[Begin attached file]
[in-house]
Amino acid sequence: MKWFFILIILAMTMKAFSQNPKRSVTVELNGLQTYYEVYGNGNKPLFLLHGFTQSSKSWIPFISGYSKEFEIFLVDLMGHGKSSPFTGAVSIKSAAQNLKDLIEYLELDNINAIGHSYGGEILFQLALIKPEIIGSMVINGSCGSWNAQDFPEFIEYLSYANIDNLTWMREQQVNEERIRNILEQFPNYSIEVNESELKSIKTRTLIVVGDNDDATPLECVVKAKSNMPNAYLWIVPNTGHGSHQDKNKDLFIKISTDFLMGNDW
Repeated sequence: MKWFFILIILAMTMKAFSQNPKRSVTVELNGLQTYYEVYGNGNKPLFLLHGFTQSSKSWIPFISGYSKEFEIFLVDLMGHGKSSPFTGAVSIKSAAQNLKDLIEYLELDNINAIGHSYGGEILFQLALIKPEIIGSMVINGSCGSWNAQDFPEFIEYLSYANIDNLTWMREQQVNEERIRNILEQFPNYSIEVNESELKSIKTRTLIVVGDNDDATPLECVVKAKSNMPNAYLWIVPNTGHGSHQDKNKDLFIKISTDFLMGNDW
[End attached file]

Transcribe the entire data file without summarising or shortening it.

[in-house]
Amino acid sequence: MKWFFILIILAMTMKAFSQNPKRSVTVELNGLQTYYEVYGNGNKPLFLLHGFTQSSKSWIPFISGYSKEFEIFLVDLMGHGKSSPFTGAVSIKSAAQNLKDLIEYLELDNINAIGHSYGGEILFQLALIKPEIIGSMVINGSCGSWNAQDFPEFIEYLSYANIDNLTWMREQQVNEERIRNILEQFPNYSIEVNESELKSIKTRTLIVVGDNDDATPLECVVKAKSNMPNAYLWIVPNTGHGSHQDKNKDLFIKISTDFLMGNDW
Repeated sequence: MKWFFILIILAMTMKAFSQNPKRSVTVELNGLQTYYEVYGNGNKPLFLLHGFTQSSKSWIPFISGYSKEFEIFLVDLMGHGKSSPFTGAVSIKSAAQNLKDLIEYLELDNINAIGHSYGGEILFQLALIKPEIIGSMVINGSCGSWNAQDFPEFIEYLSYANIDNLTWMREQQVNEERIRNILEQFPNYSIEVNESELKSIKTRTLIVVGDNDDATPLECVVKAKSNMPNAYLWIVPNTGHGSHQDKNKDLFIKISTDFLMGNDW